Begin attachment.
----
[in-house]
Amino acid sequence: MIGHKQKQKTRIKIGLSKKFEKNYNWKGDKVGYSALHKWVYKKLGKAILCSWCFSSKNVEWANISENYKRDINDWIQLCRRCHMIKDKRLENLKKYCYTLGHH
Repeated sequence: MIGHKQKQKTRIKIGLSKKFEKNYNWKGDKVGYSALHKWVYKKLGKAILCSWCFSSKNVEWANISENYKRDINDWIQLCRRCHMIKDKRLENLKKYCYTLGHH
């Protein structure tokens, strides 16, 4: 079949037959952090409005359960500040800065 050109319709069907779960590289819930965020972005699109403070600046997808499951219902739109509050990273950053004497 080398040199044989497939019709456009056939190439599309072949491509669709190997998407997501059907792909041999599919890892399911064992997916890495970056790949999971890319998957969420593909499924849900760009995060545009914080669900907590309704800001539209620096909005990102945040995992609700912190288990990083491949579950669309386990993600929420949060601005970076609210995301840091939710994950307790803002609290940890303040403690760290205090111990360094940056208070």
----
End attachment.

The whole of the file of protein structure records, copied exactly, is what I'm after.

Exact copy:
[in-house]
Amino acid sequence: MIGHKQKQKTRIKIGLSKKFEKNYNWKGDKVGYSALHKWVYKKLGKAILCSWCFSSKNVEWANISENYKRDINDWIQLCRRCHMIKDKRLENLKKYCYTLGHH
Repeated sequence: MIGHKQKQKTRIKIGLSKKFEKNYNWKGDKVGYSALHKWVYKKLGKAILCSWCFSSKNVEWANISENYKRDINDWIQLCRRCHMIKDKRLENLKKYCYTLGHH
């Protein structure tokens, strides 16, 4: 079949037959952090409005359960500040800065 050109319709069907779960590289819930965020972005699109403070600046997808499951219902739109509050990273950053004497 080398040199044989497939019709456009056939190439599309072949491509669709190997998407997501059907792909041999599919890892399911064992997916890495970056790949999971890319998957969420593909499924849900760009995060545009914080669900907590309704800001539209620096909005990102945040995992609700912190288990990083491949579950669309386990993600929420949060601005970076609210995301840091939710994950307790803002609290940890303040403690760290205090111990360094940056208070």